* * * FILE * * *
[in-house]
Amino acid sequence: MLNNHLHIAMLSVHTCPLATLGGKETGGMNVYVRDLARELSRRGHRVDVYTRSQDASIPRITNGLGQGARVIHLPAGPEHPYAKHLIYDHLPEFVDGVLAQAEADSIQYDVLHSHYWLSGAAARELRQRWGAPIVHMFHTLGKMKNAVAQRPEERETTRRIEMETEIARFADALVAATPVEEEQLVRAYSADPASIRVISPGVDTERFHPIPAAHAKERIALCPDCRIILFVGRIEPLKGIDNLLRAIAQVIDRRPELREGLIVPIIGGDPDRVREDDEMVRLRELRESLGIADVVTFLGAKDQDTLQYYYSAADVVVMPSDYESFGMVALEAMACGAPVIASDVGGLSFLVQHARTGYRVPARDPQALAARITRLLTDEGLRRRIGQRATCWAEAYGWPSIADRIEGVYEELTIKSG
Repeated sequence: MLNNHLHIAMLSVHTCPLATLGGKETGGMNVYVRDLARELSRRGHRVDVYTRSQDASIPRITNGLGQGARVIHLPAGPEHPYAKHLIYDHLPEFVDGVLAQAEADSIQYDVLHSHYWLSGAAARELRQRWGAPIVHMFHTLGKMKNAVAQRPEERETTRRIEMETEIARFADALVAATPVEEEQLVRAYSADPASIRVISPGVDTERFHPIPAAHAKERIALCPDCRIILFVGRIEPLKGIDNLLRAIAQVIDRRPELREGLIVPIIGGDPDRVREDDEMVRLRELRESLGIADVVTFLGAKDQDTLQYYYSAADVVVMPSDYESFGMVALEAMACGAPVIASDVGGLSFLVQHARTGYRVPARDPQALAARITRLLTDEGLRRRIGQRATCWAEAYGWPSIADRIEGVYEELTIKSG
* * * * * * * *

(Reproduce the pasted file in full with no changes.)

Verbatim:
[in-house]
Amino acid sequence: MLNNHLHIAMLSVHTCPLATLGGKETGGMNVYVRDLARELSRRGHRVDVYTRSQDASIPRITNGLGQGARVIHLPAGPEHPYAKHLIYDHLPEFVDGVLAQAEADSIQYDVLHSHYWLSGAAARELRQRWGAPIVHMFHTLGKMKNAVAQRPEERETTRRIEMETEIARFADALVAATPVEEEQLVRAYSADPASIRVISPGVDTERFHPIPAAHAKERIALCPDCRIILFVGRIEPLKGIDNLLRAIAQVIDRRPELREGLIVPIIGGDPDRVREDDEMVRLRELRESLGIADVVTFLGAKDQDTLQYYYSAADVVVMPSDYESFGMVALEAMACGAPVIASDVGGLSFLVQHARTGYRVPARDPQALAARITRLLTDEGLRRRIGQRATCWAEAYGWPSIADRIEGVYEELTIKSG
Repeated sequence: MLNNHLHIAMLSVHTCPLATLGGKETGGMNVYVRDLARELSRRGHRVDVYTRSQDASIPRITNGLGQGARVIHLPAGPEHPYAKHLIYDHLPEFVDGVLAQAEADSIQYDVLHSHYWLSGAAARELRQRWGAPIVHMFHTLGKMKNAVAQRPEERETTRRIEMETEIARFADALVAATPVEEEQLVRAYSADPASIRVISPGVDTERFHPIPAAHAKERIALCPDCRIILFVGRIEPLKGIDNLLRAIAQVIDRRPELREGLIVPIIGGDPDRVREDDEMVRLRELRESLGIADVVTFLGAKDQDTLQYYYSAADVVVMPSDYESFGMVALEAMACGAPVIASDVGGLSFLVQHARTGYRVPARDPQALAARITRLLTDEGLRRRIGQRATCWAEAYGWPSIADRIEGVYEELTIKSG